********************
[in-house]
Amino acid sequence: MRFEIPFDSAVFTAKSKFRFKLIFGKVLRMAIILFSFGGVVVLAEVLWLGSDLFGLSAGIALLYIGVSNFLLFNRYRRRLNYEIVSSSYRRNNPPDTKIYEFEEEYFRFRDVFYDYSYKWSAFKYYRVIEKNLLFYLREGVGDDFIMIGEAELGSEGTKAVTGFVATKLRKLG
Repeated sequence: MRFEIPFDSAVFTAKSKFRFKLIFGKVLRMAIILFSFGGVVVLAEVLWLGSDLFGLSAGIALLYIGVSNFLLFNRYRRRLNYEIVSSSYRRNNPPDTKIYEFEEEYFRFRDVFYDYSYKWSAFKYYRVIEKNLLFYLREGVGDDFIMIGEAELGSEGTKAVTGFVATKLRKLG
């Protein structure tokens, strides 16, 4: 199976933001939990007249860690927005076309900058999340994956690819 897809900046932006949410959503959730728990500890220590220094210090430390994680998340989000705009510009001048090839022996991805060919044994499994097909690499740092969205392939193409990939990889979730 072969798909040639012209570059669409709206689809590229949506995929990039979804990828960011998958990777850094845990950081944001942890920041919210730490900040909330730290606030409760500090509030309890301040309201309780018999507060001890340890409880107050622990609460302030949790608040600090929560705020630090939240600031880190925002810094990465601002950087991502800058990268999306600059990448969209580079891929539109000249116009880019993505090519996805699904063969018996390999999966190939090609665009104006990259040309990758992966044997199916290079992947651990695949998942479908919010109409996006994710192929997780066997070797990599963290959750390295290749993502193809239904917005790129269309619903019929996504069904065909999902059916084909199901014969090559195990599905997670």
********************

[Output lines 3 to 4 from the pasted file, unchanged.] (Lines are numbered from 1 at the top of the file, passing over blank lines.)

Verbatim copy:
Repeated sequence: MRFEIPFDSAVFTAKSKFRFKLIFGKVLRMAIILFSFGGVVVLAEVLWLGSDLFGLSAGIALLYIGVSNFLLFNRYRRRLNYEIVSSSYRRNNPPDTKIYEFEEEYFRFRDVFYDYSYKWSAFKYYRVIEKNLLFYLREGVGDDFIMIGEAELGSEGTKAVTGFVATKLRKLG
């Protein structure tokens, strides 16, 4: 199976933001939990007249860690927005076309900058999340994956690819 897809900046932006949410959503959730728990500890220590220094210090430390994680998340989000705009510009001048090839022996991805060919044994499994097909690499740092969205392939193409990939990889979730 072969798909040639012209570059669409709206689809590229949506995929990039979804990828960011998958990777850094845990950081944001942890920041919210730490900040909330730290606030409760500090509030309890301040309201309780018999507060001890340890409880107050622990609460302030949790608040600090929560705020630090939240600031880190925002810094990465601002950087991502800058990268999306600059990448969209580079891929539109000249116009880019993505090519996805699904063969018996390999999966190939090609665009104006990259040309990758992966044997199916290079992947651990695949998942479908919010109409996006994710192929997780066997070797990599963290959750390295290749993502193809239904917005790129269309619903019929996504069904065909999902059916084909199901014969090559195990599905997670």